Sickle cell disease: which children are at highest risk of kidney failure? | Action Medical Research

Sickle cell disease: which children are at highest risk of kidney failure?

1 July 2013

Researchers in Cambridge are searching for a way to identify which children with sickle cell disease are also at risk of kidney disease, which they are prone to developing as they get older. If spotted early, children can benefit from intensive treatment to protect them from kidney failure.

Around one baby in every 1,900 born in the UK has sickle cell disease.1 Their futures are hard to predict. Some have relatively few symptoms, whereas others experience serious problems including repeated attacks of intense pain, infections and, eventually, organ failure.

The search for a way to identify which of these children are at highest risk of kidney failure, led by Dr John Gibson, is being funded by children’s charity Action Medical Research. Kidney failure seriously disrupts life, with dialysis taking up to 20 hours a week. Although kidney transplants usually work well, there is a real shortage of donors.

“We are hoping to develop a reliable test, which can be used early in a child’s life, to assess their chances of developing kidney disease when they get older,” explains Dr Gibson. “This would be a major advance as it would enable children who are at highest risk to receive treatments that might protect their kidneys from damage.”

The complications of sickle cell disease, including kidney disease, all result from abnormalities in red blood cells. Dr Gibson suspects that certain changes in the walls of red blood cells might contribute significantly to kidney damage, and that these particular abnormalities might be apparent before a child even develops kidney disease. He and his research colleagues, Professor J Clive Ellory and Professor David Rees at Kings College London, are investigating these suspicions with the help of 200 children who have sickle cell disease.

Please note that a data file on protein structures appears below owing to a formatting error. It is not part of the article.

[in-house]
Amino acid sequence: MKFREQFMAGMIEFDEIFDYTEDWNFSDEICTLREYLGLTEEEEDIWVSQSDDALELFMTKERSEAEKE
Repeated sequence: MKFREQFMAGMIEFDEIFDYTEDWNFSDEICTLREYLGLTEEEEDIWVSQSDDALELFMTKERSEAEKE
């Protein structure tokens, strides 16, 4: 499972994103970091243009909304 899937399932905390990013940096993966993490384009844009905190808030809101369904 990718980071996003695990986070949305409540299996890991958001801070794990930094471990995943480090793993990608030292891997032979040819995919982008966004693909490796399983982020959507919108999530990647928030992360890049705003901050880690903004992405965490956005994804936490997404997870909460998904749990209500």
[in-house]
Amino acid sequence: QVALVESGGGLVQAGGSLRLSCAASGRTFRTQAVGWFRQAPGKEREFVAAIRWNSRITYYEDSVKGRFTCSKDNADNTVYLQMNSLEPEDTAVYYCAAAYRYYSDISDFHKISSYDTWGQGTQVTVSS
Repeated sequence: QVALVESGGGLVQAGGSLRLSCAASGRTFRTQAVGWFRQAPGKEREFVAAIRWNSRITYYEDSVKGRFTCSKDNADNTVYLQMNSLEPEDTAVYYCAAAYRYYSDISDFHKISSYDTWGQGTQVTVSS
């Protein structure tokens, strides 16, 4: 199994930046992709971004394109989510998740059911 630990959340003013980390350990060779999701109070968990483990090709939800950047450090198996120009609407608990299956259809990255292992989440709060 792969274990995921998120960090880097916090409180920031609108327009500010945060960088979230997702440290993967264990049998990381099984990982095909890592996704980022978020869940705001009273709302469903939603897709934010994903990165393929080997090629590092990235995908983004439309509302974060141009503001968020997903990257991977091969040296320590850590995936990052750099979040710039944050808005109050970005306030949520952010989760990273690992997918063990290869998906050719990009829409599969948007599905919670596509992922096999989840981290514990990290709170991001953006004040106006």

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1. UK Newborn Screening Programme Centre. Introducing newborn blood spot screening for parents. What is sickle cell disease? Website accessed 2 November, 2012.

Toni Slater, Communications Manager
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Action Medical Research is a UK-wide charity saving and changing children’s lives through medical research.

We want to make a difference in:

  • tackling premature birth and treating sick and vulnerable babies
  • helping children affected by disability, disabling conditions and infections
  • targeting rare diseases that together severely affect many forgotten children.

Just one breakthrough, however small, can mean the world.

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